Um no... in my ideal world, we would be making a controlled exit from this era of gargantuan government that picks and chooses arbitrarily when it meddles. With sensible regulation using accepted and proven principles, free market solutions are our best hope. Socialism from a constitutional standpoint really is un-American... to answer a question posed earlier. Let Europe develop that option while we return to our roots and develop alternatives based on choice and competition.

 

Why do you keep insisting that the only form of Socialism was that in the former USSR? That was in reality nothing but a dictatorship.

I, together with other, have been underlying the social democratic elements in most Western European democracies, and those seem to work perfectly well. Right now we are leaning towards right wing policies, but that is another matter.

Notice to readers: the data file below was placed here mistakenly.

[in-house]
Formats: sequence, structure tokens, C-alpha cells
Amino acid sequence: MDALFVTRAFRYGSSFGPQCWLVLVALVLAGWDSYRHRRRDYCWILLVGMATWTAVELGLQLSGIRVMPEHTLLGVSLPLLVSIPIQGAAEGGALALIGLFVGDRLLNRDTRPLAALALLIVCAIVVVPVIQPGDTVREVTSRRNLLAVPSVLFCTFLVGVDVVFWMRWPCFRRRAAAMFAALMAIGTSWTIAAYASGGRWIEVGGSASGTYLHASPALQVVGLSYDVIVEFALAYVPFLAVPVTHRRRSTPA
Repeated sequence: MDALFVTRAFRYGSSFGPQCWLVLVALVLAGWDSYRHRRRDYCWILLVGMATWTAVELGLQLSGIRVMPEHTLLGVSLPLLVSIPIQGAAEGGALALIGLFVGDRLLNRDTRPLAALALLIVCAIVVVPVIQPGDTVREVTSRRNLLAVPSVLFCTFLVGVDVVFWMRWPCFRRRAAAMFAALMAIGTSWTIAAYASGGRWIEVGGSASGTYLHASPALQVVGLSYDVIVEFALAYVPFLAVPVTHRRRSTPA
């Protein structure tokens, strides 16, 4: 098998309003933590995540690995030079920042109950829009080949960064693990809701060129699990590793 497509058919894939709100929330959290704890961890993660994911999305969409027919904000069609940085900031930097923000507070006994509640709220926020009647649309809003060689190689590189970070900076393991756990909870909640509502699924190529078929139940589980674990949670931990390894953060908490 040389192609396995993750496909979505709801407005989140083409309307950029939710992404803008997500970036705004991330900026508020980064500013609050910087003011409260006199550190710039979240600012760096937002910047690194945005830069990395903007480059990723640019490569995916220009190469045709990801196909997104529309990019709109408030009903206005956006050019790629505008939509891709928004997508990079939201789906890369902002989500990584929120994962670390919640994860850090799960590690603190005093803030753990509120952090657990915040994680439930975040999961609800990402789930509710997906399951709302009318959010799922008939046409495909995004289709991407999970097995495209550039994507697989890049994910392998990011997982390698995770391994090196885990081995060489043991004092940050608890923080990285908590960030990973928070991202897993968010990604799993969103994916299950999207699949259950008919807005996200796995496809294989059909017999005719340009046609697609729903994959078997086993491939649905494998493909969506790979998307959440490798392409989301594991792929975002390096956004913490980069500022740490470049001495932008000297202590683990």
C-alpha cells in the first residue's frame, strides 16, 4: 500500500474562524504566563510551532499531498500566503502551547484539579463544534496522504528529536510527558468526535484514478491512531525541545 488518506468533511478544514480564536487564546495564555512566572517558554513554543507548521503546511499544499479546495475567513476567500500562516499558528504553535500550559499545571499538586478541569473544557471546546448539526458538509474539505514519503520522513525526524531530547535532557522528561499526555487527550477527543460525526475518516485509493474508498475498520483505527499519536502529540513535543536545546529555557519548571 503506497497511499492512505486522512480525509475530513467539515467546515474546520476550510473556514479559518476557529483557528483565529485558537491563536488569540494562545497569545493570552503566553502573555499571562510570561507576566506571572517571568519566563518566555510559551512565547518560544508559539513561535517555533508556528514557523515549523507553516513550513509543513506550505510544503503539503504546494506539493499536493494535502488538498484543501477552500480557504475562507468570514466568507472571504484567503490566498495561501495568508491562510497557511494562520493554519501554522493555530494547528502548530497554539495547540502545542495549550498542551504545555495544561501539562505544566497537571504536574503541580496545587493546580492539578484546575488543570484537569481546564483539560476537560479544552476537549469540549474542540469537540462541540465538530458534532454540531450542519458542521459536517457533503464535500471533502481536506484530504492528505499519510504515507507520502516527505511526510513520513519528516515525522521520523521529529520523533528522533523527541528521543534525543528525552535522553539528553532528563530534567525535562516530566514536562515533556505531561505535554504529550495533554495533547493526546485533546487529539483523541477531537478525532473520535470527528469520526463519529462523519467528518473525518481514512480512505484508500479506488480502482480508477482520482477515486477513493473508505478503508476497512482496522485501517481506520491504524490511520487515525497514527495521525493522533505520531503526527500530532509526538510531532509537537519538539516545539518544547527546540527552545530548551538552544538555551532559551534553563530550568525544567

I don't keep insisting anything. This is the first I mentioned "previous experimentations" with an "s" as in plural. That can entail entire countries or individual programs. But, yes, the USSR is a failed experiment in socialism too.

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I'm not some economics super guru but I can honestly say with 100% certainty, that it was indeed government intervention that set us on this collision course with disaster.

 

HUD did not force lenders to over sell loans on stated income -- they did that all on their own. The over use of stated income is the primary catalyst of this mess that we're in now -- but I will concede that now that things have collapsed because of the mess caused from stated income loans, the abundance of non stated income sub-prime loans cased by HUD only contribute to the problem, along with HUD, and congress, turning a blind eye (or worse, increasing the percentage of sub-prime loans to be handed out) when they were made aware of the problem.